“The college educated are more likely to own stocks and less prone to use high-cost borrowing.” —Journal of Economic Literature
Financial literacy is important, but sadly, only a handful of states require students to take personal finance or an investment course. I earned a Ph. D. in economics and never took a class in accounting, business or personal finance!
How bad is financial education in this country?
In 2008, two economists came up with three simple questions to test the financial knowledge of citizens 55 years or older. See how well you do:
1. Suppose you had $100 in a savings account and the interest rate was 2 percent per year. After 5 years, how much do you think you would have in the account if you left the money to grow?
A. More than $102.
B. Exactly $102.
C. Less than $102.
D. I do not know.
2. Imagine that the interest rate on your savings account was 1 percent per year and price inflation was 2 percent per year. After 1 year, would you be able to buy:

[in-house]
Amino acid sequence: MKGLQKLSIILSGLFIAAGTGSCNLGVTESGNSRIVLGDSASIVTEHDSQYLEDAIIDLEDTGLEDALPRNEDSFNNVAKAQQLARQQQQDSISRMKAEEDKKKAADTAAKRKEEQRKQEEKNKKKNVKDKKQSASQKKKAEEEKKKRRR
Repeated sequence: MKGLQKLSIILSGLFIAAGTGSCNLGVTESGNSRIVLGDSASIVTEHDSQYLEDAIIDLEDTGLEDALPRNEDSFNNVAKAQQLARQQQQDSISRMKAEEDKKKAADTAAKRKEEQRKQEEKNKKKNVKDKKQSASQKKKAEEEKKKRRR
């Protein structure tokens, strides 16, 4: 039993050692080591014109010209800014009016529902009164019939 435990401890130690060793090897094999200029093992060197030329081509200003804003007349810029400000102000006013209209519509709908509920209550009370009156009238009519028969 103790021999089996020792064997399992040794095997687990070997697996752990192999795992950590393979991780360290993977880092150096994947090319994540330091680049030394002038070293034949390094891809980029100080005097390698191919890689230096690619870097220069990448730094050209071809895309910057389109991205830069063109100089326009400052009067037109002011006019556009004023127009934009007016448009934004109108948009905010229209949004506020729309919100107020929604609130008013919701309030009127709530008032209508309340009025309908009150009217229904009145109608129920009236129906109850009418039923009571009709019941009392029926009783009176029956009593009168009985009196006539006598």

A. More than today with money in this account.
B. Exactly the same amount as with the money in this account.
C. Less than today with the money in this account.
D. I do not know.
3. Do you think that the following statement is true or false? “Buying a single company stock usually provides a safer return than a stock mutual fund.”
C. I do not know.
The answers to these three questions are: 1 (A); 2 (C); and 3 (B).
When I first read these questions, I thought they were so easy that nobody with any experience could get them wrong. And yet only a third (34%) of U.S. respondents aged 55 and older could answer all three questions correctly.
Among foreigners, the Germans and the Swiss did the best (over 50% correct), while the Russians did the worst (4% correct) and the Japanese were in between (27% correct).
There’s a gender difference, too. Men were generally more financially knowledgeable than women, no matter what the age.
Clearly the education systems throughout the world need to do a better job in educating their people about basic finance.
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